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Black Migrations - African-American History Month, February 2019

News Reports

In The Washington Times, a front page headline from October 26, 1916 reads “South Unable to Put Stop to Negro Exodus” denoting the waves of African American families moving out of Southern states. The full article highlights the role of labor agents, as well as some of the difficulties faced by African Americans seeking to move. A few years later, the front page of the October 9, 1920 issue of the African American newspaper, The Kansas City [MO] Sun ran two stories dedicated to the migration of African Americans from the South to Northern and Western states, particularly California. The full articles offer a snapshot view of conditions impacting migrants in one northern city, offering details of a labor meeting, opportunities offered by immigration restrictions, and an appeal from presidential candidate Warren G. Harding to secure the black vote. (NOTE: To read full article, click on the picture.)


On February 3, 1917, the front page of The Denver Star published 2 articles, side by side, on the increase of cars sold to African Americans and on the causes and effects of black migration. Both articles, however, go into detail about current conditions of African Americans and the reasons why they wanted to leave the South. As one of the articles notes, "the condition of the Negroes on the farm, while vastly better than it was years ago, is still little better than slavery. They are massed on large plantations and practically compelled to stay on the land."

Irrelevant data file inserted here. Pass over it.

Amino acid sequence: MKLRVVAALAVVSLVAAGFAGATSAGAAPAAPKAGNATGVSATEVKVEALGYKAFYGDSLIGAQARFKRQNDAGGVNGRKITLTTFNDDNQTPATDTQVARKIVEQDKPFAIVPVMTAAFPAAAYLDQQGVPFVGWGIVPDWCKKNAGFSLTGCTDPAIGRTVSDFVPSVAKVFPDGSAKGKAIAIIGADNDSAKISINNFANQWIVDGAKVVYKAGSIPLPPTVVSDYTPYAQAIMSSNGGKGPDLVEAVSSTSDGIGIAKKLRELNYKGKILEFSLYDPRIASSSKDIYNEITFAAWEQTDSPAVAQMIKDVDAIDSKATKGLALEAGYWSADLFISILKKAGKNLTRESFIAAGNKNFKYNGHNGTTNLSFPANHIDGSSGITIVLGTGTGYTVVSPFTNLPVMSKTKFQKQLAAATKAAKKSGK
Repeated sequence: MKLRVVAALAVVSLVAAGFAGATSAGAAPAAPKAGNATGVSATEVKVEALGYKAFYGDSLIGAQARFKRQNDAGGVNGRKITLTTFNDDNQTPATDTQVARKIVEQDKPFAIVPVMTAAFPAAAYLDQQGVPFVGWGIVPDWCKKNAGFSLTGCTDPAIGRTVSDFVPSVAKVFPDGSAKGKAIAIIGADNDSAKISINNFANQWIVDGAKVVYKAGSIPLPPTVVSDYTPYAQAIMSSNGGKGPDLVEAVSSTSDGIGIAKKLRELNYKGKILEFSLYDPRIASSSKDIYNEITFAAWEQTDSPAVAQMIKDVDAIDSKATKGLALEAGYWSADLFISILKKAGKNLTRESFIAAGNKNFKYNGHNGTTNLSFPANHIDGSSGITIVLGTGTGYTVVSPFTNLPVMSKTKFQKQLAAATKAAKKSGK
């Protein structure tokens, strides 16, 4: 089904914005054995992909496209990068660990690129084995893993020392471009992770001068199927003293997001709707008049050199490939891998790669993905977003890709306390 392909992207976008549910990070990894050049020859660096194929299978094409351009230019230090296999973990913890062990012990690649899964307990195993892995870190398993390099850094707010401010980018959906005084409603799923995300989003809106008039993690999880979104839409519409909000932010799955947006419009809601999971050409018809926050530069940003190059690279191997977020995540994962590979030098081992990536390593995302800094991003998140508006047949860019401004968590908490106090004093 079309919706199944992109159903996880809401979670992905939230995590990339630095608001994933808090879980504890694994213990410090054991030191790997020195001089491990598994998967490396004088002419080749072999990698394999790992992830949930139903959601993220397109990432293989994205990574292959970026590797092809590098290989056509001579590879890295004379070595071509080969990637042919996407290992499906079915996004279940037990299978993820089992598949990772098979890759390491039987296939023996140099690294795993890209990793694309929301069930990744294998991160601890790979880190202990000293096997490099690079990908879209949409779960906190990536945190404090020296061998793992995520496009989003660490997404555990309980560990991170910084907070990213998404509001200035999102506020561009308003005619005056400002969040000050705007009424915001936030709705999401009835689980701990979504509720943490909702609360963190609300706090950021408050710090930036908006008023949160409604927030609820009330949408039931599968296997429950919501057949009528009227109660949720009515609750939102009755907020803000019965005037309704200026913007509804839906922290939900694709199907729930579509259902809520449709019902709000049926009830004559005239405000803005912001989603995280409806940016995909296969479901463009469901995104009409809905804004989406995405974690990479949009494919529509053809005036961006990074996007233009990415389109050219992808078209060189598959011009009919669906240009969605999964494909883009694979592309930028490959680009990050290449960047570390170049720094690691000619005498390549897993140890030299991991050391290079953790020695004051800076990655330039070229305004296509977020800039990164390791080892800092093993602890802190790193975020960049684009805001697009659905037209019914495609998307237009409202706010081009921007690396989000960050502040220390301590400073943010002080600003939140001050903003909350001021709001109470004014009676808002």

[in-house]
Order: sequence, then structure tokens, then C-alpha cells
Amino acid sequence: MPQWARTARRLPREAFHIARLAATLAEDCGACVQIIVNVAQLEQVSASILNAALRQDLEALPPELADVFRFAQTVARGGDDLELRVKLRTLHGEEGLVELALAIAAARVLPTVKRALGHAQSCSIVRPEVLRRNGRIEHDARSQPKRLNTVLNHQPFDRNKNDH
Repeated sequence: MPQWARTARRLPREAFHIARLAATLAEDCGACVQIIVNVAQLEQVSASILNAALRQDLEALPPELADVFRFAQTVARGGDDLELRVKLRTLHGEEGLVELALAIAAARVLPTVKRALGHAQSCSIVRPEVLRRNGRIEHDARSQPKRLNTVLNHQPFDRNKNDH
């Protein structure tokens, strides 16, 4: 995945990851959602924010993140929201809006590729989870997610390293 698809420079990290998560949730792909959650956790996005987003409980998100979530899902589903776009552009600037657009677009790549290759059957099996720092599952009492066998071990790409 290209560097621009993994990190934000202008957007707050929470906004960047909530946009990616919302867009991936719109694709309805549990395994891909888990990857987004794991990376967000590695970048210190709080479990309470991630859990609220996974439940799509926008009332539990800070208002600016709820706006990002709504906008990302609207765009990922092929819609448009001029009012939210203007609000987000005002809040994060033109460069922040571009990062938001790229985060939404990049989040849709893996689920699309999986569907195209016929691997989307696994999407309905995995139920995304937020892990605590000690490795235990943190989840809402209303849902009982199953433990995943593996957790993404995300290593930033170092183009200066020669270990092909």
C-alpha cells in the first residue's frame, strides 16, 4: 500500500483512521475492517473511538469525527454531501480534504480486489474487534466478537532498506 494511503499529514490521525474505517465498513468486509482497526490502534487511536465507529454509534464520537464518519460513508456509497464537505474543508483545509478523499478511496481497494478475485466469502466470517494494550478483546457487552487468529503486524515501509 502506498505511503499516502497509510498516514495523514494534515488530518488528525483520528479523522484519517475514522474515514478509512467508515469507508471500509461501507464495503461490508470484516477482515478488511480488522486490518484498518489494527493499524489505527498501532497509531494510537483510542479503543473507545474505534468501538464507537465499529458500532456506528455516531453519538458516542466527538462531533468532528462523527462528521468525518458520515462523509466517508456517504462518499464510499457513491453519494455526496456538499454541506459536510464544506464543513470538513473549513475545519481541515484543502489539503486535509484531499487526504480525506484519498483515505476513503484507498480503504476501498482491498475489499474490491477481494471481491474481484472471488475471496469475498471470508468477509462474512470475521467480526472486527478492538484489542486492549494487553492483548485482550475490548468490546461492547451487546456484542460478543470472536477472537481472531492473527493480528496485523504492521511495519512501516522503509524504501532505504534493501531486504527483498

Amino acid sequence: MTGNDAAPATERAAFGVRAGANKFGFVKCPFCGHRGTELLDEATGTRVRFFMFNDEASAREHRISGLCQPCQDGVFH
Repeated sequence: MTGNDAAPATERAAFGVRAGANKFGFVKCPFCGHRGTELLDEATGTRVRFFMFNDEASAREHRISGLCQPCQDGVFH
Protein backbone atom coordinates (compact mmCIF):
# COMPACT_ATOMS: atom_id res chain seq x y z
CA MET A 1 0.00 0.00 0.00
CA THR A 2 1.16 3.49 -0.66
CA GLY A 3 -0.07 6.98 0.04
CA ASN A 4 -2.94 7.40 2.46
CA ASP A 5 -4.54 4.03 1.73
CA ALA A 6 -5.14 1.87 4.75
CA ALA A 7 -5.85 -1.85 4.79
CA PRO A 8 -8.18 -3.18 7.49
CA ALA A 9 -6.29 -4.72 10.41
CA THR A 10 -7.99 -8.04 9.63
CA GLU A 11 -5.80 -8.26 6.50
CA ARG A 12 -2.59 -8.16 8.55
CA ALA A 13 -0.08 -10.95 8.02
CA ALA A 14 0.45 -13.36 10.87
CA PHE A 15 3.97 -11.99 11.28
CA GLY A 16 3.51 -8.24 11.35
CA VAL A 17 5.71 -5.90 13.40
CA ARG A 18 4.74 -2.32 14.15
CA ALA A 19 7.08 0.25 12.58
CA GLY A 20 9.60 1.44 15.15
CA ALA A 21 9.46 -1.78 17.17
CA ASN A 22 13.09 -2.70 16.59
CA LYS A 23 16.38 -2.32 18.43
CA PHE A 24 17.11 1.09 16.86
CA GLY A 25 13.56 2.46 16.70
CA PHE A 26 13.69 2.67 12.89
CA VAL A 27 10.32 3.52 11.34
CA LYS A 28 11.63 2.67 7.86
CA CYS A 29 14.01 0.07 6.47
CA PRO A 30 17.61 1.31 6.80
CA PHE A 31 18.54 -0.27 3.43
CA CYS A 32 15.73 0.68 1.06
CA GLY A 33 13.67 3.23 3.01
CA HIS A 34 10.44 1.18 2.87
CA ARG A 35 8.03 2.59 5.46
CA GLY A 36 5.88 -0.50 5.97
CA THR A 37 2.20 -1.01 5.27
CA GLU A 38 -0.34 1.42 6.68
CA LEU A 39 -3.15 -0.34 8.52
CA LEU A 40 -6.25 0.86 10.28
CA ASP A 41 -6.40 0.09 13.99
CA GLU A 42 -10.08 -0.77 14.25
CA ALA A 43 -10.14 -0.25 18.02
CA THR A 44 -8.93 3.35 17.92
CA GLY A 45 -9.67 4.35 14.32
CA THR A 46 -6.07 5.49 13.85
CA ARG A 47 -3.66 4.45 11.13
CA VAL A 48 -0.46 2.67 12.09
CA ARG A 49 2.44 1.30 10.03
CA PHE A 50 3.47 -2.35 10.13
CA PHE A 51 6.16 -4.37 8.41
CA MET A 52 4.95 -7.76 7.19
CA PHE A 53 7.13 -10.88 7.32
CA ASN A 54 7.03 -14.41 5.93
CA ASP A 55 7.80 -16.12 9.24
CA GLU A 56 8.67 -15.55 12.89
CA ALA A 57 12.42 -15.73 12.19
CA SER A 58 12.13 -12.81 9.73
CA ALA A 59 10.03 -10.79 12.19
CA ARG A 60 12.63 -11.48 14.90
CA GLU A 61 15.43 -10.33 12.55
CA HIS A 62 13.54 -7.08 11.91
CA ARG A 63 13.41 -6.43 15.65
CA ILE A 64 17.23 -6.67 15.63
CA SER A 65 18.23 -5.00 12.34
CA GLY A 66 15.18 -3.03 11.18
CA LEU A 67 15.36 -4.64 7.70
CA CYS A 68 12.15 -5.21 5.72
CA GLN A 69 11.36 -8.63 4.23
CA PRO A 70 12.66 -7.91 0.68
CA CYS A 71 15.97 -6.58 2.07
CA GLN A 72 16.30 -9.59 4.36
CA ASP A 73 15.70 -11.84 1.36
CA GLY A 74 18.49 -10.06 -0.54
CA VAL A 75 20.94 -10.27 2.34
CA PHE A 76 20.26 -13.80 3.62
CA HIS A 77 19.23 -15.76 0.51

The headline, "Increasing says the Census Bureau" is from the front page of The Lakeland Evening Telegram. Published on December 17, 1921, the full article is about the increase in the number of African Americans living in norther cities who were born in Southern states. (NOTE: To read full article, click on the picture.)



Letter to the Editor of the Providence Journal Sunday October 31, 1920  (if off  campus  enter RIC Username and Password) not discriminate against any group on account of its color or creed. 

William D Higgins, M.D.